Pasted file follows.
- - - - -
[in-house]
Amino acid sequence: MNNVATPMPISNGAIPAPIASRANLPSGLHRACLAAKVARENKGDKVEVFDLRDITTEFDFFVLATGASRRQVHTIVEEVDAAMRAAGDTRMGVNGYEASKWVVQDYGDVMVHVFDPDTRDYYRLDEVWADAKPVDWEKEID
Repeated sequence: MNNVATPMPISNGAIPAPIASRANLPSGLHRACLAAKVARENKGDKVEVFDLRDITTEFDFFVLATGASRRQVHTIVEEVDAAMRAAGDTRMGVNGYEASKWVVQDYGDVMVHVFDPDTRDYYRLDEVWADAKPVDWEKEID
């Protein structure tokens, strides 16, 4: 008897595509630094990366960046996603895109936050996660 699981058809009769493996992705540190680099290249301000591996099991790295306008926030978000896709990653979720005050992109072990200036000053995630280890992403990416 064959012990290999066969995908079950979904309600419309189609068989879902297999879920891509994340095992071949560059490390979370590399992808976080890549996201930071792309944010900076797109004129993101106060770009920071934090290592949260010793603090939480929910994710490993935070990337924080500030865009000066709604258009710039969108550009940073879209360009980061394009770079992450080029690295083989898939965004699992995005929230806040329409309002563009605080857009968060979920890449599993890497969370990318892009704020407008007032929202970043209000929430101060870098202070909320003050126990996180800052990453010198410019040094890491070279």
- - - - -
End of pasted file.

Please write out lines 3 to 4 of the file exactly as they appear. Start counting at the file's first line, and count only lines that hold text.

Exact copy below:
Repeated sequence: MNNVATPMPISNGAIPAPIASRANLPSGLHRACLAAKVARENKGDKVEVFDLRDITTEFDFFVLATGASRRQVHTIVEEVDAAMRAAGDTRMGVNGYEASKWVVQDYGDVMVHVFDPDTRDYYRLDEVWADAKPVDWEKEID
């Protein structure tokens, strides 16, 4: 008897595509630094990366960046996603895109936050996660 699981058809009769493996992705540190680099290249301000591996099991790295306008926030978000896709990653979720005050992109072990200036000053995630280890992403990416 064959012990290999066969995908079950979904309600419309189609068989879902297999879920891509994340095992071949560059490390979370590399992808976080890549996201930071792309944010900076797109004129993101106060770009920071934090290592949260010793603090939480929910994710490993935070990337924080500030865009000066709604258009710039969108550009940073879209360009980061394009770079992450080029690295083989898939965004699992995005929230806040329409309002563009605080857009968060979920890449599993890497969370990318892009704020407008007032929202970043209000929430101060870098202070909320003050126990996180800052990453010198410019040094890491070279």